That’s not to say, though, that the events don’t merit more discussion. They absolutely do. Not only did I find some amazing insight into the human condition (I see you, Jason. The humanity in me SEES the humanity in you), but I got some insight into who I am as a person AND who I am as a white man in today’s society. It was, to say the least, some pretty heady shakubuku (I pull, of course, from the Grosse Pointe Blank interpretation of this being a swift, spiritual kick to the head). And this week was chock full of it.
Today was the last day of a seven year stint with Micro Center. It has been a wonderful experience. I don’t have anything bad to say about the company or the people I worked for. It’s not that I am afraid to burn bridges, it’s just that to be honest, I’m leaving because things sucked. Could things have been better? Sure. Some things could have definitely been better. But in all, it was a good gig. I learned a lot, and I grew as a person.
I am a different person than I was 7 years ago, though, and I’m at a different place in my life. So, it’s time to move on. The gig I’m going to is going to give me more of a stable schedule and absolutely zero on-call.
And that’s huge.
There will still be travel, albeit with enough forewarning that I can still schedule my life around it. It’s a good thing. A very good thing.
And now, we come to a common theme in my life. When soemthing good is happening to me, I get concerned. For some reason, I grew up thinking that if something good was happening in my life, it was either a mistake, or something bad was going to happen. The other shoe would drop and balance things. And I’m not sure when that actually happened. Somethings in my life I can tell you the exact moment it happened. I can look at a facet of how I am wired and tell you the exact moment that fertilized the egg of that particular brand of weirdness in my wiring. But this one—I have no idea where it came from.
One of the fucked up side-effects of this particular internal wiring, is that I put up with the shitty things much longer than I should because, you know, if it’s shitty-I probably did something somewhere, in this lifetime or another, to deserve it.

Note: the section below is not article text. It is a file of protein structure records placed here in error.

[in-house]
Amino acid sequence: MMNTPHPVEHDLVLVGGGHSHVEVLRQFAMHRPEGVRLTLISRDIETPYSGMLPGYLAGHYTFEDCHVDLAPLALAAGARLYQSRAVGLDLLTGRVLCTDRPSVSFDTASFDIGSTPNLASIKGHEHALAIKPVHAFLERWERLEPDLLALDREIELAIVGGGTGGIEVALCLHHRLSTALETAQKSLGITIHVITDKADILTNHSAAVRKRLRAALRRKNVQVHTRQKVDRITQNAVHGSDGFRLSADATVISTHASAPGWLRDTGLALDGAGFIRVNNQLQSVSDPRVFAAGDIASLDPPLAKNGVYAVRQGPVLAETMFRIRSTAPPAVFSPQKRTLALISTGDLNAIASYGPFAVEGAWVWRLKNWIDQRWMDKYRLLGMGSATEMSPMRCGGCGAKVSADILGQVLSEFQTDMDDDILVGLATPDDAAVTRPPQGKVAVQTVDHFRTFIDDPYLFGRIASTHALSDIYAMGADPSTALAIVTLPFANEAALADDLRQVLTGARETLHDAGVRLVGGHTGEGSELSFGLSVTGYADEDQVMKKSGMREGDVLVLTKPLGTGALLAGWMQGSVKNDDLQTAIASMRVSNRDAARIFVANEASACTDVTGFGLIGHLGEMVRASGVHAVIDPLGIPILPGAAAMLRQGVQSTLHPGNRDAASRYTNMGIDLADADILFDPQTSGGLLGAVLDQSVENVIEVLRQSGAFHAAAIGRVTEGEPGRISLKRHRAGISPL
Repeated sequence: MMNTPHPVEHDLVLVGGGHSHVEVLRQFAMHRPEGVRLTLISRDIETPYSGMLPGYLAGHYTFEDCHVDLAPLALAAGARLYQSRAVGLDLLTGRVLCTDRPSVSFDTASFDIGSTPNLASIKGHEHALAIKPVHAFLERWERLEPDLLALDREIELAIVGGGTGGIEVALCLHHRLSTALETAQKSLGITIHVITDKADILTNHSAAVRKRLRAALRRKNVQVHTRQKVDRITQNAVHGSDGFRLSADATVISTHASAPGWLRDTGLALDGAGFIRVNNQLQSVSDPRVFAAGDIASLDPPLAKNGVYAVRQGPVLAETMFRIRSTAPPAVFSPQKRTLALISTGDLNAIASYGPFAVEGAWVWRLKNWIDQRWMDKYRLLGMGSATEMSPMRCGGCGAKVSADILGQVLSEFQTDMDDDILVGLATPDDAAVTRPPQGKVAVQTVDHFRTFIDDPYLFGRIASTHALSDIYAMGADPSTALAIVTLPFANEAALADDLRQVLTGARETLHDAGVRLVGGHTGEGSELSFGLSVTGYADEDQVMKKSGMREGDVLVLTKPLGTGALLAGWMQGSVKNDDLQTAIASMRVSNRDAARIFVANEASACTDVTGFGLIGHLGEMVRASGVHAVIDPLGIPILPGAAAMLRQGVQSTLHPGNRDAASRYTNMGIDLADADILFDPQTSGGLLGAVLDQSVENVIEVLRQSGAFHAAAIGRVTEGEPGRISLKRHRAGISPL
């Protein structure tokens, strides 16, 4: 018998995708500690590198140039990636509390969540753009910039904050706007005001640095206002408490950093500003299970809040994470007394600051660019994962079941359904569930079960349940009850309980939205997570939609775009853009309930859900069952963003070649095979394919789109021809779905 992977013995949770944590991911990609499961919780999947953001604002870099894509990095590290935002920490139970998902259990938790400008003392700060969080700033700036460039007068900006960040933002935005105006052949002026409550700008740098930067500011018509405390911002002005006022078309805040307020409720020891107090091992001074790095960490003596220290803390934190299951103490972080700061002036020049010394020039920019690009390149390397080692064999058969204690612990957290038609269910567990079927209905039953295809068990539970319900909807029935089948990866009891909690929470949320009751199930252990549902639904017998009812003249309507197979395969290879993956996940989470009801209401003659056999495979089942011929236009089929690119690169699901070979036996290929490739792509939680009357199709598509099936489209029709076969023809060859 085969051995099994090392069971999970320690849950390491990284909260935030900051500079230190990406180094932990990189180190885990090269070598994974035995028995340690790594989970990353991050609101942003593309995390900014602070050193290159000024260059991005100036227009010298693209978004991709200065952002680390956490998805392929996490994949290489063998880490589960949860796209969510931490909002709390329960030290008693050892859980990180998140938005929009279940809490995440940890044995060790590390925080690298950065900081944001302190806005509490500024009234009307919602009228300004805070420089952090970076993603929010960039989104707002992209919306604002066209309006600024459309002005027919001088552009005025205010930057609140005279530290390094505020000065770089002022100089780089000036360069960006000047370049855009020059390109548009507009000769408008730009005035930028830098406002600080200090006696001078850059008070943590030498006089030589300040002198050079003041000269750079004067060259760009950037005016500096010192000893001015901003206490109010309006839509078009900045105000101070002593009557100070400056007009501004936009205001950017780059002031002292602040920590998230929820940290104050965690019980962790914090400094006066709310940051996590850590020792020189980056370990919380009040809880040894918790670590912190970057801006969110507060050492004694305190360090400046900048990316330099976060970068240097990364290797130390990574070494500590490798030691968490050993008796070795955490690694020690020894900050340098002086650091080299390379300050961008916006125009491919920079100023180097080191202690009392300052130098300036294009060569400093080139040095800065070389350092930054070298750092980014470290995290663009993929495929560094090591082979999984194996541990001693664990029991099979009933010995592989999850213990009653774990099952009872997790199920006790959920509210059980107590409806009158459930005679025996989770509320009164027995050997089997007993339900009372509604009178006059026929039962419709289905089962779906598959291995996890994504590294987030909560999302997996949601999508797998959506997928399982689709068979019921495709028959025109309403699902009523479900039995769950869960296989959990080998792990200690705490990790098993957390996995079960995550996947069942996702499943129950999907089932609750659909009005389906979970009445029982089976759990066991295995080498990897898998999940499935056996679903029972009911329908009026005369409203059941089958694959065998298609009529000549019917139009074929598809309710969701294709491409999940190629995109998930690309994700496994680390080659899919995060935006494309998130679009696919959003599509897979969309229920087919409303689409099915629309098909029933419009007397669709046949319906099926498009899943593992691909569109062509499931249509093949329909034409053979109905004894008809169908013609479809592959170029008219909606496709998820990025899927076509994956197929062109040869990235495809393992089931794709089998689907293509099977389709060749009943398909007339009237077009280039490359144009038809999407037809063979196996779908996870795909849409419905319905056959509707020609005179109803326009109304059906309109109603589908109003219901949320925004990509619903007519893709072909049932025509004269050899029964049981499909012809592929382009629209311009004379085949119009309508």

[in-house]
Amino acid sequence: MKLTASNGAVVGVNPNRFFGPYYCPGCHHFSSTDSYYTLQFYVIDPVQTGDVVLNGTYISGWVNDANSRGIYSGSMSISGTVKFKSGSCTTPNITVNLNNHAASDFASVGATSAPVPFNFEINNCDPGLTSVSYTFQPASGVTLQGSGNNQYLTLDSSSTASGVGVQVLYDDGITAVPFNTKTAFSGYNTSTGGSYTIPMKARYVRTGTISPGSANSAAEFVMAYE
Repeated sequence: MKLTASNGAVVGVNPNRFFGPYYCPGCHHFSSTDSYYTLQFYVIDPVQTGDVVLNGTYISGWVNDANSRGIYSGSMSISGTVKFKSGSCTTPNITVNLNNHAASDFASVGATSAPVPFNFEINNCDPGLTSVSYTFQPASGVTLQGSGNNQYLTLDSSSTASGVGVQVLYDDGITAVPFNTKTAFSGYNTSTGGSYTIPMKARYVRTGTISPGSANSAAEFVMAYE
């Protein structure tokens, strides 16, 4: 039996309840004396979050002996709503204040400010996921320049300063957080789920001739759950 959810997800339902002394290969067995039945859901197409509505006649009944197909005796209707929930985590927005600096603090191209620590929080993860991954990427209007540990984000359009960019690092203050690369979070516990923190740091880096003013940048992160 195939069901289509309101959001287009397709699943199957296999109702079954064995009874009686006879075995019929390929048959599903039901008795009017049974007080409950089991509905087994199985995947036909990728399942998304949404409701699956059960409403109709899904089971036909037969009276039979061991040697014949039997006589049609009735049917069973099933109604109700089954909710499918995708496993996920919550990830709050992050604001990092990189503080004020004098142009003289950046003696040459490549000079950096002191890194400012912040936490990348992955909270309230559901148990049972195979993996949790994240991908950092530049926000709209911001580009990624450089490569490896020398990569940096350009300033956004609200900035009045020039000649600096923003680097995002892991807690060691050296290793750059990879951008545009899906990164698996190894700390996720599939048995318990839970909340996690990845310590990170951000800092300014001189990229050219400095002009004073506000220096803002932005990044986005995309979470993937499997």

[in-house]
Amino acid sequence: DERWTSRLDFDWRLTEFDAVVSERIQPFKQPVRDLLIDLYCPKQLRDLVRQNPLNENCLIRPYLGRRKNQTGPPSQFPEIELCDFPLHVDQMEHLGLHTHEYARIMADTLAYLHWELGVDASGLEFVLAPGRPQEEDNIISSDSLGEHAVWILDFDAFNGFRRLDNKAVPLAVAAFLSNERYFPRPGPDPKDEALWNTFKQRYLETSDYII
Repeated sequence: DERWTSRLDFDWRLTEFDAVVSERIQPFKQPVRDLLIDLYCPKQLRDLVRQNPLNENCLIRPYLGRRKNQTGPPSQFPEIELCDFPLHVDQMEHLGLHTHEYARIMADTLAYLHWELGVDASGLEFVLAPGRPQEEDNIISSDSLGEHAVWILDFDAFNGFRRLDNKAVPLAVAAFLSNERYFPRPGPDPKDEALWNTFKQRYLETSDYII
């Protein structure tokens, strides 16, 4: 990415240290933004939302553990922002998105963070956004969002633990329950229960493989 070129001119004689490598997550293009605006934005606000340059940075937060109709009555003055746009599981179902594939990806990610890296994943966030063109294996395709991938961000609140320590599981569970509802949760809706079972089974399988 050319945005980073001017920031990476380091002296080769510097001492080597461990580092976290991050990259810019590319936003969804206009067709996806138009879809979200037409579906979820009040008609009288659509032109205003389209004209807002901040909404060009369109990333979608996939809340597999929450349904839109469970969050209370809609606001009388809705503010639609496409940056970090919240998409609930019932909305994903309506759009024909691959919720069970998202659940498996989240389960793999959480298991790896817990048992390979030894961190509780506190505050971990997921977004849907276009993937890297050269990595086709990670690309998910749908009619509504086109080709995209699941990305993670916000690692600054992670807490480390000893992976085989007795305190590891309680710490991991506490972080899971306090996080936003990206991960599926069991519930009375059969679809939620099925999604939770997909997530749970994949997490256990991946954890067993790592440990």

Isn’t that weird? I look at that last paragraph and it strikes me how messed up it is. If something good is happening, I totatly don’t deserve it, but if it’s a bad thing, then, yup. I totally had that coming to me.
It probably comes from spending too much time alone and only in my head.
Where was I? Right. The amazing week. At the dinner party Wednsday, I got to spend some quality one on one time talking to Jason Reynolds and Brendan Kiely, separately. And I just opened myself right up to them. I told them both how the book messed me up. How it really messed me up. I told them what it was like growing up and remembering with clarity the first time I noticed a difference in skin color. About the first time I ran from the police as a teen. And how as an adult, I recognize that the experiences I had were very different from Jason’s. But to both of them I said this, and meant it from my heart. I was not the same person when I finished All American Boys as I was when I started it. I don’t know how anyone could be the same person. If they were reading the book with an honest and open heart (and trying themselves to answer the reading discussion questions at the end of the book), there was no way someone could come out of that book as the same person.
Another thing that made the evening very interesting is that my friend, who helped get the grant money for Jason and Brendan’s Ohio tour, would introduce me as a writer. And this is my friend Todd. He’s also a writer. Or, He’s a writer.
And I didn’t feel like a poser. When the hostess gave a speech later that evening thanking the writers in the room for what they do, for the gifts they give the world by their writing, I didn’t think Yeah thank you writers. I hope I can do that one day.
No. I thought to myself, Wow. What I write matters. And I’m among some amazing company right now. My peer group in this room is incredible.
No imposter syndrome. OK. Not as much imposter syndrome. Very little, in fact. After talking to both Jason and Brendan, I have no doubt that we are going to become and remain friends. Maybe that’s their vibe. Maybe everyone they meet feels that way because the are both such genuine, amazing men.